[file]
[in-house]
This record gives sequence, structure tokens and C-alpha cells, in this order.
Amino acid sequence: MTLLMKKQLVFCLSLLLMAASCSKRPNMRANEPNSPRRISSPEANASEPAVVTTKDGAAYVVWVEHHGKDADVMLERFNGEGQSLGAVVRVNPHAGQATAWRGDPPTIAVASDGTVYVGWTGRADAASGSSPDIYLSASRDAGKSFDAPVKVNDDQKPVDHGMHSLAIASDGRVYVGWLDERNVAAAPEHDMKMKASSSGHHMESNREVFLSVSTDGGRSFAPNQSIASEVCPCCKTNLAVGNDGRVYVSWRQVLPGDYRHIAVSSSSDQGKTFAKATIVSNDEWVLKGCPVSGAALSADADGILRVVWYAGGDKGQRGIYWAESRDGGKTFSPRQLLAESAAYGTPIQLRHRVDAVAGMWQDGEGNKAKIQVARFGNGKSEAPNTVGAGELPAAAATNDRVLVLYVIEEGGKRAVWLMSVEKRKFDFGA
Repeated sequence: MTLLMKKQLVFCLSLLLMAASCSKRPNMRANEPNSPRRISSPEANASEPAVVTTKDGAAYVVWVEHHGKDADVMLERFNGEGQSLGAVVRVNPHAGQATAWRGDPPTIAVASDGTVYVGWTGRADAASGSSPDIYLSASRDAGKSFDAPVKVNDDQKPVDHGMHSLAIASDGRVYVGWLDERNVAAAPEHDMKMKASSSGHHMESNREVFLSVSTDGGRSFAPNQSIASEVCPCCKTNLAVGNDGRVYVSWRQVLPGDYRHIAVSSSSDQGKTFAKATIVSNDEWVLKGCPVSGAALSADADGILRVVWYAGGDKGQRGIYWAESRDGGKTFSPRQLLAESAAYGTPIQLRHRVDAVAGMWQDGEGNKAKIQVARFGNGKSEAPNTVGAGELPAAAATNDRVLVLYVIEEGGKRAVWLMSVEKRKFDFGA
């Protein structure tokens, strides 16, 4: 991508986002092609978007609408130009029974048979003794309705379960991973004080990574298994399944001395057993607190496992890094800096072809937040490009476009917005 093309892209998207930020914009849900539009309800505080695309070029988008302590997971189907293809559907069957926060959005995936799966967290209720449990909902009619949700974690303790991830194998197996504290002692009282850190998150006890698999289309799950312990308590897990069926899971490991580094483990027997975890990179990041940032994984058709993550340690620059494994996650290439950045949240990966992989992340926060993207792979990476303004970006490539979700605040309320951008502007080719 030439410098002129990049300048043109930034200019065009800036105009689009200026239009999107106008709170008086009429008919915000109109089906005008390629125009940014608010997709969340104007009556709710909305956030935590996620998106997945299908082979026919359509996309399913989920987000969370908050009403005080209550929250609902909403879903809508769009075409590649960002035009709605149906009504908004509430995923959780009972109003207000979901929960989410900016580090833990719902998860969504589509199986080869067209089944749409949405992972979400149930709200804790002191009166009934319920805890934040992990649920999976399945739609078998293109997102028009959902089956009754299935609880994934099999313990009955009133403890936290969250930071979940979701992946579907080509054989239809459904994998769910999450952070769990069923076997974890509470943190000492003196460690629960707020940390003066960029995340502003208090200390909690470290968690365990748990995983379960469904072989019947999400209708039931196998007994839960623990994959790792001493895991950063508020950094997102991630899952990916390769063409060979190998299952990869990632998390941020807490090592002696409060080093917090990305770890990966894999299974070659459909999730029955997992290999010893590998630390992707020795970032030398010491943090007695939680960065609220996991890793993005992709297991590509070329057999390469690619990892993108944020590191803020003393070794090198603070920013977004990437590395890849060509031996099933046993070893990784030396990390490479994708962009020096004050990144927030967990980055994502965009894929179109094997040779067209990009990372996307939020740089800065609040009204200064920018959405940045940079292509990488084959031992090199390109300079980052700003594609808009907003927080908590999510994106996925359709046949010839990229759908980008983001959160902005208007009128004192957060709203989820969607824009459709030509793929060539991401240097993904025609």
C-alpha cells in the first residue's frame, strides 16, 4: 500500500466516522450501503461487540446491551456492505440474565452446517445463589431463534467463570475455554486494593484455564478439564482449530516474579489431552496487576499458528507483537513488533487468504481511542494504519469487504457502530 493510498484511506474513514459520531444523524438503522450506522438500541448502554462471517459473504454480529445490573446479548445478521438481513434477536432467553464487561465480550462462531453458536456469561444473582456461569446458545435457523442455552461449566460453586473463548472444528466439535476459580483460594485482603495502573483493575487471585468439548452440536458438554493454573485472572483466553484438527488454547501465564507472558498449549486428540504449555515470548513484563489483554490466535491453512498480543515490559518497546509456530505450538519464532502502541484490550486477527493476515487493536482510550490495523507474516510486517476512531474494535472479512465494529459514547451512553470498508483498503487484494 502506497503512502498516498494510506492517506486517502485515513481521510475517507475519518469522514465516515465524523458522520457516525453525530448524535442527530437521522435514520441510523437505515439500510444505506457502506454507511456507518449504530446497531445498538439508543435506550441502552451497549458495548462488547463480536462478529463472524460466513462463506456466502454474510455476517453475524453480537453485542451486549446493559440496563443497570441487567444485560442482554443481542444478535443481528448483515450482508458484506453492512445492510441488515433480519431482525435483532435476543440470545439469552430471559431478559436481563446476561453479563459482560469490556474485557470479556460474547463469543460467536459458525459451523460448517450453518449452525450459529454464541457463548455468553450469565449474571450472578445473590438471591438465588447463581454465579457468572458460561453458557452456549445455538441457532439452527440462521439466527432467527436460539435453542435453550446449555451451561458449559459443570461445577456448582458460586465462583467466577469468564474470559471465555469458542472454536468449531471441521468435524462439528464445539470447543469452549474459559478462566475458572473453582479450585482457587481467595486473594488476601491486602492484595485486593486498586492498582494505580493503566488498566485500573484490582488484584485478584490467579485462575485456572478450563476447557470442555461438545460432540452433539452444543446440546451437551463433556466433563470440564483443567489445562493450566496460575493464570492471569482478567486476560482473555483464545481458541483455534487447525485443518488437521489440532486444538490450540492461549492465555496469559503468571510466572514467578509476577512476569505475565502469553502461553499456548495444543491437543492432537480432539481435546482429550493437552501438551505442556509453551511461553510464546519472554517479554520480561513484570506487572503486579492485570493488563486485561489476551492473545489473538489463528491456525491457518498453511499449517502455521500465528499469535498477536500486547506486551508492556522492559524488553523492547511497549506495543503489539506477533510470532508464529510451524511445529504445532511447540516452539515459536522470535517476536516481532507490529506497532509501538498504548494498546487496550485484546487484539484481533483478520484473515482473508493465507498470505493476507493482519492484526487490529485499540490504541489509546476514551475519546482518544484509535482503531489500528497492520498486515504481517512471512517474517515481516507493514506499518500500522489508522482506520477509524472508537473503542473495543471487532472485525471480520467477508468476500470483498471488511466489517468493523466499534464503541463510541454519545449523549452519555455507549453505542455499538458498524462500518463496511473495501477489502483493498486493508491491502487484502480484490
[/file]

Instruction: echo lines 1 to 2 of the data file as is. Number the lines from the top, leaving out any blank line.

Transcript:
[in-house]
This record gives sequence, structure tokens and C-alpha cells, in this order.